4. Understand the market we seek to serve: we can avoid some of the 'us and them' mentality that has arisen in the UK by seeking and listening to the voice of the investee in order to develop social investment that is useful to them.

5. Fill the gaps: similar to the UK, there is a funding gap for small, high-risk, unsecured investments. If this is the type of investment we are going to talk about all the time, let's provide it.

6. Redefine social investors: social investors don't have to be just rich people and financial institutions. In order to achieve the three points above, we should encourage and highlight social investments by social purpose organisations, individuals who are not 'wholesale' or 'sophisticated' investors and superannuation funds. Individual investment currently occurs in Australia through cooperatives, mutuals and small private investment. Crowd-sourced equity funding reform is being considered by the Australian Treasury and may reduce the regulatory burden and cost associated with making investments available to individuals who aren't already rich.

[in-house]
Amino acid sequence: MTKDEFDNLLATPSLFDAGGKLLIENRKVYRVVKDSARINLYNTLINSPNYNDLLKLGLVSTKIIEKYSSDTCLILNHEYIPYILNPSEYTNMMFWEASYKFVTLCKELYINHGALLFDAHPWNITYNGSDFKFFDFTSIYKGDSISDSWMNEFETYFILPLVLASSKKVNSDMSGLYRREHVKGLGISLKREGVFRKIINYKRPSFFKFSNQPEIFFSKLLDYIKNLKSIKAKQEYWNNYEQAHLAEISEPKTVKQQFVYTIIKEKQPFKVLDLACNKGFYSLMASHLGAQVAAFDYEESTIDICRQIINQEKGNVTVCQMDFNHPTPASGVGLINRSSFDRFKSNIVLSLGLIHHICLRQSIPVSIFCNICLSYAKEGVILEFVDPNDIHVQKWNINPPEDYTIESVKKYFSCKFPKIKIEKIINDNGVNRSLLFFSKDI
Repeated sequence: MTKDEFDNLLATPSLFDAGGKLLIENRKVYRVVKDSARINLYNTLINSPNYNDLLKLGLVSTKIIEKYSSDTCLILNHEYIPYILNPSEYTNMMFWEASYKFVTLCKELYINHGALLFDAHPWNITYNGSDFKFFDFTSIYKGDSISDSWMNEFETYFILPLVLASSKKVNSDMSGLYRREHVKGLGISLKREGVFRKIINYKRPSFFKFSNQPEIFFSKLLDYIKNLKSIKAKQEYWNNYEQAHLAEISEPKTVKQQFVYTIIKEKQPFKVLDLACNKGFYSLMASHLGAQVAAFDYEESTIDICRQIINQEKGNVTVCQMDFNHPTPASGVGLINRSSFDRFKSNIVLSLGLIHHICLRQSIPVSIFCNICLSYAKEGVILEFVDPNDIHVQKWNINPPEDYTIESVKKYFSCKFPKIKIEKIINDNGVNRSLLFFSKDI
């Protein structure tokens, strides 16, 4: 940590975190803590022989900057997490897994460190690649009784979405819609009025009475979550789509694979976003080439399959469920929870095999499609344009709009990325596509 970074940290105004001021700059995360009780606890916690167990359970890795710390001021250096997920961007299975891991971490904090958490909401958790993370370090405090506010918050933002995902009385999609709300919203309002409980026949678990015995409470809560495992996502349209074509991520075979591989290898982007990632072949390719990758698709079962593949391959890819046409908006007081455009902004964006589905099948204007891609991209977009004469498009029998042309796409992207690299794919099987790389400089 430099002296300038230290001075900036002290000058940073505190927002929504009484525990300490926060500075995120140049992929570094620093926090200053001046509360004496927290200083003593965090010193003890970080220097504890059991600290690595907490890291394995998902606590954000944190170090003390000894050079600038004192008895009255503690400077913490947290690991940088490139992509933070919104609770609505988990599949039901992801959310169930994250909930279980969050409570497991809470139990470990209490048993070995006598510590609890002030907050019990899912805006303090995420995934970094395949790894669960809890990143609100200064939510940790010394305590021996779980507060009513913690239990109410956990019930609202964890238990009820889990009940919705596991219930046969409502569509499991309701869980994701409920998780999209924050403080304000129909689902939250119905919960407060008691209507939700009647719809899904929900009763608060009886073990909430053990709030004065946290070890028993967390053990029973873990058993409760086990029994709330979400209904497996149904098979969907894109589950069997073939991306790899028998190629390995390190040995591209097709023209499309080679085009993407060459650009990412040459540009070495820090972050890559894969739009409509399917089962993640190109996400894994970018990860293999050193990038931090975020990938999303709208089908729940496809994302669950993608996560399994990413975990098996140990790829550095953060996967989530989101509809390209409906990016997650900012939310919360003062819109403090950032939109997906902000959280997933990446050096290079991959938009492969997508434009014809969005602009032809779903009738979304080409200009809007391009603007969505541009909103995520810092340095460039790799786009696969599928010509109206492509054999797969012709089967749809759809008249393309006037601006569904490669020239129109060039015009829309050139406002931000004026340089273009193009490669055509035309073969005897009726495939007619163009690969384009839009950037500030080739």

Download the report and its summary of recommendations at


Lina Caneva  |  Editor  |  @ProBonoNews

Lina Caneva has been a journalist for more than 35 years. She was the editor of Pro Bono Australia News from when it was founded in 2000 until 2018.